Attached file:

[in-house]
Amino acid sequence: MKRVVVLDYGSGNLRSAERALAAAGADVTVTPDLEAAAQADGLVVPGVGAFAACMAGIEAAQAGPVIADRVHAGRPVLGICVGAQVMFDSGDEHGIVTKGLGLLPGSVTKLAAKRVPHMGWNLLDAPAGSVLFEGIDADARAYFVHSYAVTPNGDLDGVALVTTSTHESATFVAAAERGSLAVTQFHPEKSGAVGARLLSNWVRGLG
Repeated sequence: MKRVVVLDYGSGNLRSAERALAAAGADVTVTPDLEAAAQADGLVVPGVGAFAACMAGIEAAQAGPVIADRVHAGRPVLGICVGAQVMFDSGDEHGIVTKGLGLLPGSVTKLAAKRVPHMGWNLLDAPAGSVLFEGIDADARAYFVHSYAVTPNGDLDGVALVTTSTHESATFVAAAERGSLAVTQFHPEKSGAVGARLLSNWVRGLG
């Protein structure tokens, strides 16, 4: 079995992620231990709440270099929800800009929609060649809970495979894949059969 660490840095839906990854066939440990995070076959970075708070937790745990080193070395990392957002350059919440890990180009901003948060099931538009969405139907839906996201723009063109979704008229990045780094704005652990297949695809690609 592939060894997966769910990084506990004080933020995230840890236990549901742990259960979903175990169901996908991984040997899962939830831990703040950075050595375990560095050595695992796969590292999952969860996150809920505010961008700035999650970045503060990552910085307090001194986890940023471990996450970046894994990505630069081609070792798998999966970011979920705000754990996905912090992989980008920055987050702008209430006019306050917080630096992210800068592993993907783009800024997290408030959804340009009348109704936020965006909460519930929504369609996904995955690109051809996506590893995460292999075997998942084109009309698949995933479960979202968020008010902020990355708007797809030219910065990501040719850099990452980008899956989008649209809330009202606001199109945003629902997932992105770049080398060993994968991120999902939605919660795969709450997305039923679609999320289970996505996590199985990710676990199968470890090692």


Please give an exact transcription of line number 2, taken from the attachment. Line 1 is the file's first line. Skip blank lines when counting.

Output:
Amino acid sequence: MKRVVVLDYGSGNLRSAERALAAAGADVTVTPDLEAAAQADGLVVPGVGAFAACMAGIEAAQAGPVIADRVHAGRPVLGICVGAQVMFDSGDEHGIVTKGLGLLPGSVTKLAAKRVPHMGWNLLDAPAGSVLFEGIDADARAYFVHSYAVTPNGDLDGVALVTTSTHESATFVAAAERGSLAVTQFHPEKSGAVGARLLSNWVRGLG